Matt Brown still backs Tony Ferguson, but says ‘El Cucuy’ never the same after Justin Gaethje ‘beat the f****** hell’ out of him
Tony Ferguson likely sits at a career crossroad following a seventh consecutive loss after falling to Paddy Pimblett at UFC 296.
UFC CEO Dana White already called for Ferguson’s retirement, but he stopped short of saying the promotion would release the ex-interim champ rather than offer another fight.
Ferguson, meanwhile, hasn’t said much in the wake of his latest defeat, though fellow UFC veteran Matt Brown isn’t quite ready to give up on him yet. If anything, Brown admits he misjudged Pimblett’s abilities heading into UFC 296, because he put on a much better performance against Ferguson than initially expected.
“Tony’s putting in the work,” Brown said on The Fighter vs. The Writer. “He’s putting in the time. We see he’s grinding. When you’re doing David Goggins’ hell week, you put in the time, you put in the work. When you look at the resume of the people he’s lost to, it’s nothing to be ashamed of. These are killers.
“But now losing to Paddy, now it opens the question — maybe Paddy’s better than we think he is? Or is Tony on his last leg? It really didn’t answer a lot of questions for me. It didn’t answer the questions that I had at least. Are both these guys just better than we give them credit for? Maybe Tony still has some fights he can win. Maybe Paddy was just the better man tonight. It just didn’t answer all my questions.”
While Brown isn’t ready to hammer the final nail in Ferguson’s coffin, he acknowledges that the former interim UFC lightweight champion hasn’t looked anywhere close to he did when rattling off 12 straight wins in one of the sport’s deepest divisions.
On multiple occasions, Ferguson was scheduled to face Khabib Nurmagomedov, including a couple of title fight opportunities that would have given him the chance to become an undisputed UFC champion. Injuries, bad timing and the global pandemic thwarted the fight from ever happening, and instead, Ferguson engaged in a war with Justin Gaethje in the UFC’s first card since the COVID-19 pandemic, UFC 249.
Ferguson nearly scored a finish early in the fight, but Gaethje came back to punish “El Cucuy” before a fifth-round stoppage.
Brown can’t help but wonder if perhaps that fight with Gaethje took something away from Ferguson that he just never got back.
“I feel like that fight [with Justin Gaethje] or the [Michael] Chandler one, just took it out of him,” Brown said. “What a situation. It sucks. One of the biggest what-ifs. He tears his knee out trying to fight Khabib for the fourth time, tripping over a f****** wire. It’s just been downhill ever since. I feel like Gaethje took it out of him.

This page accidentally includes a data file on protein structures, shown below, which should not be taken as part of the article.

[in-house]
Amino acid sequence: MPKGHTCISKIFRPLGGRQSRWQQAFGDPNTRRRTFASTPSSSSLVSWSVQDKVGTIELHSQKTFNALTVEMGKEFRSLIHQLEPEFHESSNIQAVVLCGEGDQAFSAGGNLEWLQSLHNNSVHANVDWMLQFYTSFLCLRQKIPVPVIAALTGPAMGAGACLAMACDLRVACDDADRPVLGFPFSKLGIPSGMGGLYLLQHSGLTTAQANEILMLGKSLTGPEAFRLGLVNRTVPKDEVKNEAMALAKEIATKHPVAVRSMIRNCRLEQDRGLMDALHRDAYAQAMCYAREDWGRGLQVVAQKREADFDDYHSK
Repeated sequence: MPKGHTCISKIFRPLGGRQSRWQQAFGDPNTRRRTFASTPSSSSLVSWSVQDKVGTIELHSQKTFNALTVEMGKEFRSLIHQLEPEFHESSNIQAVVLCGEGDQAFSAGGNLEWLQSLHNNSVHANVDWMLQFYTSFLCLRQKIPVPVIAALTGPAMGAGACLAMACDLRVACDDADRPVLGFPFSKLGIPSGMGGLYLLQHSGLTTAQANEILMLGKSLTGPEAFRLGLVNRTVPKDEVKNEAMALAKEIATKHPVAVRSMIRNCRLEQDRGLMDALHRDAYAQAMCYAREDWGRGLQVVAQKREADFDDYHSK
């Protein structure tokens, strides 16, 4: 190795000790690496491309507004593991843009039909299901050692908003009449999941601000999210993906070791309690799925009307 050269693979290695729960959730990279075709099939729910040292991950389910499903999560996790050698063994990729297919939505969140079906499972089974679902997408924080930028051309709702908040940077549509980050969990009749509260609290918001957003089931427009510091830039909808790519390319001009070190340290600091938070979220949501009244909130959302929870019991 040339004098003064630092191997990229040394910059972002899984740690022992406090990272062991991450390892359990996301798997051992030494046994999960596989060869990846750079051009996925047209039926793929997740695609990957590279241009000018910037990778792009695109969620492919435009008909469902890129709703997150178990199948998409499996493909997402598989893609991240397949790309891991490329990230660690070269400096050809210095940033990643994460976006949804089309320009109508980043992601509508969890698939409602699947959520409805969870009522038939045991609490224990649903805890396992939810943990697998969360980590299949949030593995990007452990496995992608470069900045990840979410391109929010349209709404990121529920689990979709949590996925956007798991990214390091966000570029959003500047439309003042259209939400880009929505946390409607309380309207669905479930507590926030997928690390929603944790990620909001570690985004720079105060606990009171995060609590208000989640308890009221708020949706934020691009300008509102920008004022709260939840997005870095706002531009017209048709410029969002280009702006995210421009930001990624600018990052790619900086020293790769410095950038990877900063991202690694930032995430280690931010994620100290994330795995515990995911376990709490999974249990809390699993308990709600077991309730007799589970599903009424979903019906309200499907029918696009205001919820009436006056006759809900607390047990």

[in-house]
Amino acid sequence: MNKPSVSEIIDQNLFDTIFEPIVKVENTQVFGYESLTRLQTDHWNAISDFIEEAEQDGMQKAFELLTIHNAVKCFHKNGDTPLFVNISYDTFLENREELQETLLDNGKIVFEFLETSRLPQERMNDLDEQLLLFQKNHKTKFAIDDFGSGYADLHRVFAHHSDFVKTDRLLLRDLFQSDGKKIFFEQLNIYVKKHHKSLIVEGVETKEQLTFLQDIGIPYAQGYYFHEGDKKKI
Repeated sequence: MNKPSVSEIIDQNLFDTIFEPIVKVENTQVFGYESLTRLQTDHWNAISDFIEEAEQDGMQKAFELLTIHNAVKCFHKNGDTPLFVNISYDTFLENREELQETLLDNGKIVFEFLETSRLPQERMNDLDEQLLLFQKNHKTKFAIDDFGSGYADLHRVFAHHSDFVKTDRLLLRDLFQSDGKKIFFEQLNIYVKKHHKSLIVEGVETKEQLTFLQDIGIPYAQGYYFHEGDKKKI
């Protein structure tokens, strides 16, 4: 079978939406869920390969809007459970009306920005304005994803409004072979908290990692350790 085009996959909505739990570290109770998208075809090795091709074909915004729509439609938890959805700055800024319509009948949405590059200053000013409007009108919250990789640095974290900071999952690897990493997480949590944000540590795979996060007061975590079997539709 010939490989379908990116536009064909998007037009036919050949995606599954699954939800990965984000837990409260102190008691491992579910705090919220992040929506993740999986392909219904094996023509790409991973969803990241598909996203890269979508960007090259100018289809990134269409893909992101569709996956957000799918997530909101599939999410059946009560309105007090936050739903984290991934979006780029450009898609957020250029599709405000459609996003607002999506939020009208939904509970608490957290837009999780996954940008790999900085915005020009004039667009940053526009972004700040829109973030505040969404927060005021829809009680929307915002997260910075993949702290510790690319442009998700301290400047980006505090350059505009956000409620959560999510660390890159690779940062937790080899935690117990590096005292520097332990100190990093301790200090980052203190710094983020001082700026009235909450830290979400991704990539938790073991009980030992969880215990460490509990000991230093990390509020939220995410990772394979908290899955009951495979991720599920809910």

“The way he punched his face and just knocked his head around just scrambled some eggs in there. I can’t figure out, Tony looked like the normal Tony [at UFC 296]…he wasn’t looking slower. He’s always been an awkward, not really fast guy. So it makes me wonder maybe Paddy’s better than we give him credit for. I hate saying that, because I feel like that’s not the truth, but I have to wonder if he is, and if he is, is Tony still better than we think he is.”
It remains to be seen if Ferguson’s UFC career is over, but Brown still sees a world where he returns to the octagon. Before that happens, though, Brown prefers to see Ferguson entertain some grappling matches just to see if he’s still got the skills to compete with the best in the world.
“Let’s see if he’s still got it without taking punches to the head,” Brown suggested. “I’d just love to see him do something else. Not just be risking his brain out there. I think that’s the biggest problem with all these fights other than Bobby Green, I just remember so many of these fights just him getting beat the hell up.
“Obviously, that’s not good for you. I don’t think we have to debate that. Especially Chandler and Gaethje, they beat the f****** hell out of Tony Ferguson. He’s been knocked out how many times now?”
If Ferguson finds success there, then Brown believes he could come back for another UFC fight. But even, Brown knows it comes down to stylistic matchups that won’t put the 39-year-old fighter in nearly as much potential peril.
“Ryan Hall would be a perfect fight for him,” Brown said. “Whether it’s a retirement fight or not, he’s in there without a ton of risk — I mean there’s always a risk of getting your face beat in — but it’s not like a Josh Emmett where the guy’s game plan is to break your head open.
“I think there’s still matchups out there for him if he still wants to do it. I’d love to see him fight somebody with the right matchup where he can get his confidence back.”